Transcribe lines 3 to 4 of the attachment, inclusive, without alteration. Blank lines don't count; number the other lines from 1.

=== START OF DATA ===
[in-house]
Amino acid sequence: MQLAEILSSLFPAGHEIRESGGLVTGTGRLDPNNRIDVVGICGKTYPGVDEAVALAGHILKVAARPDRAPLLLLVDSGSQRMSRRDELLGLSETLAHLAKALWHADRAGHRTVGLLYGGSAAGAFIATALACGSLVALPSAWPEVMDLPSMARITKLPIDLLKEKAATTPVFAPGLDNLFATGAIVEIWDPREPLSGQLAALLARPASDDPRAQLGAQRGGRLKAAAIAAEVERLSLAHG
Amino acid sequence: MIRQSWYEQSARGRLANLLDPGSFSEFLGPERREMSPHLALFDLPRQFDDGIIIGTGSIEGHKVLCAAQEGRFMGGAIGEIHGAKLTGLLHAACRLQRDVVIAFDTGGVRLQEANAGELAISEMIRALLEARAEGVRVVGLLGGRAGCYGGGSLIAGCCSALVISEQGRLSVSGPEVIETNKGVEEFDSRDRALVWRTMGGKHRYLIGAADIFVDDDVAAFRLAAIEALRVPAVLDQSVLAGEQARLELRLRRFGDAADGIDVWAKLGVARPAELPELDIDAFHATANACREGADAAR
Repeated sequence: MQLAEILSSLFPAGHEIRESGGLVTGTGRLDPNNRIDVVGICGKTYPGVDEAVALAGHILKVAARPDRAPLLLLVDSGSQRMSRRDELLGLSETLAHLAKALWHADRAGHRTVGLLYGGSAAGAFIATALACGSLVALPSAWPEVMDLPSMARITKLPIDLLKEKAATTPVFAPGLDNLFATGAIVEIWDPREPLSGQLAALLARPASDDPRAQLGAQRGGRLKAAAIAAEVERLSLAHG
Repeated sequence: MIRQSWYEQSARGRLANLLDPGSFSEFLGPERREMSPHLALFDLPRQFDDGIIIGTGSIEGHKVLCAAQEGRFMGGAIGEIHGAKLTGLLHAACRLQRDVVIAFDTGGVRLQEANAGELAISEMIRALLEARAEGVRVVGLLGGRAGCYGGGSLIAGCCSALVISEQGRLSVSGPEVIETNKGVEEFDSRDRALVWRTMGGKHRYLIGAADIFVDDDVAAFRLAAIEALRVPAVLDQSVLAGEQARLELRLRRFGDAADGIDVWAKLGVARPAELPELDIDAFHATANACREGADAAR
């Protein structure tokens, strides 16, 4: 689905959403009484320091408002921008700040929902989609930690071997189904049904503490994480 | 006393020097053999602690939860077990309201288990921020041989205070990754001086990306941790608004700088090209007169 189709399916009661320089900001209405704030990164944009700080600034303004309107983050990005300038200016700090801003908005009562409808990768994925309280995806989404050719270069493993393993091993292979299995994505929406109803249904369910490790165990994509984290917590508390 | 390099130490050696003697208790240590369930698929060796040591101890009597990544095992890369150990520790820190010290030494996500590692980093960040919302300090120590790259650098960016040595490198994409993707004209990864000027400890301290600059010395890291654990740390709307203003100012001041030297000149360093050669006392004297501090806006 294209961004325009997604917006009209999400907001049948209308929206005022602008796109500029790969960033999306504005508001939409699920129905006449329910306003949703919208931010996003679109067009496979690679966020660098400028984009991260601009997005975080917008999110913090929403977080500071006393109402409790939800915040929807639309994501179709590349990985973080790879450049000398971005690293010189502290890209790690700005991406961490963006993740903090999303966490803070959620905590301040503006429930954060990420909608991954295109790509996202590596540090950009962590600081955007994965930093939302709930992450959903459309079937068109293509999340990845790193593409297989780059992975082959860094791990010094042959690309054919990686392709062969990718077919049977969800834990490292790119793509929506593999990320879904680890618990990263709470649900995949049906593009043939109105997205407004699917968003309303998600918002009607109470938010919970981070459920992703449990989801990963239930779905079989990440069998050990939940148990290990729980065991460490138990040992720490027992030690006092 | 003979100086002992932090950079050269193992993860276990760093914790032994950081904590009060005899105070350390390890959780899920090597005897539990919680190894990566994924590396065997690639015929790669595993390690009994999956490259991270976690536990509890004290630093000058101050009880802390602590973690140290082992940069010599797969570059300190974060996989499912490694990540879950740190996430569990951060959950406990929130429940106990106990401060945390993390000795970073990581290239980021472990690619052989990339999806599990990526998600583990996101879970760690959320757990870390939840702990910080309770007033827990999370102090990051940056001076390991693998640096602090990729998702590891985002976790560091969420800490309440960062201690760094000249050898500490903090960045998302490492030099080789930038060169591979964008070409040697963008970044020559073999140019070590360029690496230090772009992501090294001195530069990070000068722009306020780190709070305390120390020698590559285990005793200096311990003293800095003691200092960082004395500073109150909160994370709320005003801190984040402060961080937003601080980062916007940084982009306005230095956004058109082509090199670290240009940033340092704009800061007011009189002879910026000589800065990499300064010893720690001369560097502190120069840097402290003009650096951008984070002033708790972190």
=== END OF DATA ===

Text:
Amino acid sequence: MIRQSWYEQSARGRLANLLDPGSFSEFLGPERREMSPHLALFDLPRQFDDGIIIGTGSIEGHKVLCAAQEGRFMGGAIGEIHGAKLTGLLHAACRLQRDVVIAFDTGGVRLQEANAGELAISEMIRALLEARAEGVRVVGLLGGRAGCYGGGSLIAGCCSALVISEQGRLSVSGPEVIETNKGVEEFDSRDRALVWRTMGGKHRYLIGAADIFVDDDVAAFRLAAIEALRVPAVLDQSVLAGEQARLELRLRRFGDAADGIDVWAKLGVARPAELPELDIDAFHATANACREGADAAR
Repeated sequence: MQLAEILSSLFPAGHEIRESGGLVTGTGRLDPNNRIDVVGICGKTYPGVDEAVALAGHILKVAARPDRAPLLLLVDSGSQRMSRRDELLGLSETLAHLAKALWHADRAGHRTVGLLYGGSAAGAFIATALACGSLVALPSAWPEVMDLPSMARITKLPIDLLKEKAATTPVFAPGLDNLFATGAIVEIWDPREPLSGQLAALLARPASDDPRAQLGAQRGGRLKAAAIAAEVERLSLAHG